Author J.G. Holland said, `Heaven is not reached by a single bound. But we build the ladder by which we rise.' We are currently building that ladder, in a series of bounds. What we find at the top of this ladder will inspire future generations to imagine, explore, and actually see, first-hand, the unprecedented advances that the space station will provide. We must retain funding for the space station. I urge a `no' vote on the Roemer-Ganske amendment.
Mr. SENSENBRENNER. Mr. Chairman, I yield back the balance of my time.

[TIME: 1715]
The CHAIRMAN. The question is on the amendment offered by the gentleman from Indiana [Mr. Roemer].

The question was taken; and the Chairman announced that the noes appeared to have it.

RECORDED VOTE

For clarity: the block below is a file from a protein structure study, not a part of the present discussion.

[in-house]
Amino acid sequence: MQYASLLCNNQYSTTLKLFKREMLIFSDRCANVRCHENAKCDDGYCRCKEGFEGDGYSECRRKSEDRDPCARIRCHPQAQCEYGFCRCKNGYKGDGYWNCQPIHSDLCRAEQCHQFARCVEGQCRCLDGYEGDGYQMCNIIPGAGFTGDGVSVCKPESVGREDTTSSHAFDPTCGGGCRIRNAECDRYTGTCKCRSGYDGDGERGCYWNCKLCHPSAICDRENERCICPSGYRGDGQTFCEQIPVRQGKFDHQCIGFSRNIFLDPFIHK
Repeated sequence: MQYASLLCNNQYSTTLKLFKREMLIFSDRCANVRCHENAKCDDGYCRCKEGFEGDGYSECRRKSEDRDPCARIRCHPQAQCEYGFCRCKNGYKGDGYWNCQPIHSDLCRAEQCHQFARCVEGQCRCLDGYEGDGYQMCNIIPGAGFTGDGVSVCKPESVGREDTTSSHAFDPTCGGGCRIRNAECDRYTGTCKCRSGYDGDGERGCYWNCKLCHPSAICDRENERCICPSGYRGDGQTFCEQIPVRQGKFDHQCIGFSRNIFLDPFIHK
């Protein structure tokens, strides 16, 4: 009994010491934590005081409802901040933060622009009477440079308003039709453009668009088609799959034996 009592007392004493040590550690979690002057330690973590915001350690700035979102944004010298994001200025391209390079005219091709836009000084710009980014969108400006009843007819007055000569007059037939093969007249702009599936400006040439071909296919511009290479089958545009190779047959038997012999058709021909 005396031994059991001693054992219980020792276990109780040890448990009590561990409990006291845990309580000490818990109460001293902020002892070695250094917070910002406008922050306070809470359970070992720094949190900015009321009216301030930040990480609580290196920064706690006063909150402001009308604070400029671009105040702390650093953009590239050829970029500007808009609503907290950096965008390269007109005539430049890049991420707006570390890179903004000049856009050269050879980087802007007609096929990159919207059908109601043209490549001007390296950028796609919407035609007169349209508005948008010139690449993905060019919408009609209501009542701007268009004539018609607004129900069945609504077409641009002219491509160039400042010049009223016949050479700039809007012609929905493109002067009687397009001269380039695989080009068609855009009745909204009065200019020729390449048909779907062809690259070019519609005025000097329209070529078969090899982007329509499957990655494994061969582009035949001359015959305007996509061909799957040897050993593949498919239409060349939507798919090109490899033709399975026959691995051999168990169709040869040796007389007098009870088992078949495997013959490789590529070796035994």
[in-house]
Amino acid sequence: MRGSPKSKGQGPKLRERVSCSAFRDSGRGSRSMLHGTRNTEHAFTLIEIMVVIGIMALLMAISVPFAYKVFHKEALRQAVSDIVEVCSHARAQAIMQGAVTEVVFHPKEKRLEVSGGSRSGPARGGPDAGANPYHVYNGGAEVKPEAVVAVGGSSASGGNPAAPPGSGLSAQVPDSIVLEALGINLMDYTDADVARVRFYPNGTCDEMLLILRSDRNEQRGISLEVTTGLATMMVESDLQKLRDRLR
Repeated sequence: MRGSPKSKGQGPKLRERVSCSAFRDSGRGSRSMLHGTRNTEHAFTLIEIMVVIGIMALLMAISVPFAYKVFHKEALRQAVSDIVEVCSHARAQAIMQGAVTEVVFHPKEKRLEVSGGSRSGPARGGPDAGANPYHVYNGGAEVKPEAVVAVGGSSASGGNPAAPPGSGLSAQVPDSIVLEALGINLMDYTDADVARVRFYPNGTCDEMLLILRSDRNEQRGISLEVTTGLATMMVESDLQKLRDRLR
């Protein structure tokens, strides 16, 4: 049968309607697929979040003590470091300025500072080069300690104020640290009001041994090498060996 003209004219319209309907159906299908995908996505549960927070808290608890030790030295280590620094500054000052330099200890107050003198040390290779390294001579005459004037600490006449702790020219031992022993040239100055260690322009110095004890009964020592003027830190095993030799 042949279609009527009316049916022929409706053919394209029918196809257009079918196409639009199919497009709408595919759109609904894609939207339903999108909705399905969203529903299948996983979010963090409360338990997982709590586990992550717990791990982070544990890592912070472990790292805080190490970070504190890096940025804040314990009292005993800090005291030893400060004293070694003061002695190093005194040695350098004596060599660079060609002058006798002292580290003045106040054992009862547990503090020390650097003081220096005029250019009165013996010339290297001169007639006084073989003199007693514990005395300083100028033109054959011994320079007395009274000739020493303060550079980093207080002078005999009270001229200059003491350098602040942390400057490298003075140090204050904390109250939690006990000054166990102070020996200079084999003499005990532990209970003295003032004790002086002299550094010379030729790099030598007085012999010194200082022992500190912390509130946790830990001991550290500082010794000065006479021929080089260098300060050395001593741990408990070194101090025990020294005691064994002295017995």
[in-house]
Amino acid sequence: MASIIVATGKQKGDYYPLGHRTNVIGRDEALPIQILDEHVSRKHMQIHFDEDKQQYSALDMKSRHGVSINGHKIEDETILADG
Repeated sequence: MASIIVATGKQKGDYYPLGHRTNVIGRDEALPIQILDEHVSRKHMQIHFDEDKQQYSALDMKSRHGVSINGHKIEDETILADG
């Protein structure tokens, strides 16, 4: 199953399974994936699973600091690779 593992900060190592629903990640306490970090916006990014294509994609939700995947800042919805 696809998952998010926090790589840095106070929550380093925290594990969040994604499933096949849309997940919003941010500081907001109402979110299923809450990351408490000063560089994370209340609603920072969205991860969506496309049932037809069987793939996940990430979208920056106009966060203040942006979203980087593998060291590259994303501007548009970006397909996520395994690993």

Mr. ROEMER. Mr. Chairman, I demand a recorded vote.

A recorded vote was ordered.

The vote was taken by electronic device, and there were ayes 146, noes 269, not voting 19, as follows:

Roll No. 206

[Roll No. 206]
AYES--146
Ackerman
Allard
Barcia
Barrett (WI)
Bass
Bereuter
Blumenauer
Blute
Brown (OH)
Camp
Christensen
Clay
Coble
Coburn
Collins (GA)
Collins (IL)
Collins (MI)
Costello
Coyne
Cummings
Danner
DeFazio
DeLauro
Dellums
Dickey
Dingell
Dixon
Doyle
Duncan
Durbin
Ehrlich
Ensign
Evans
Fattah
Ford
Frank (MA)
Franks (NJ)
Furse
Ganske
Gibbons
Gillmor
Goodlatte
Gordon
Gunderson
Gutierrez
Hall (OH)
Hamilton
Hefley
Herger
Hilleary
Hinchey
Hoekstra
Holden
Hutchinson
Inglis
Jacobs
Johnson (SD)
Kanjorski
Kaptur
Kennedy (MA)
Kennelly
Kildee
Kingston
Kleczka
Klink
Klug
LaFalce
LaHood
Largent
Latham
Lazio
Leach
Levin
Lipinski
LoBiondo
Lowey
Luther
Maloney
Manzullo
Markey
Martini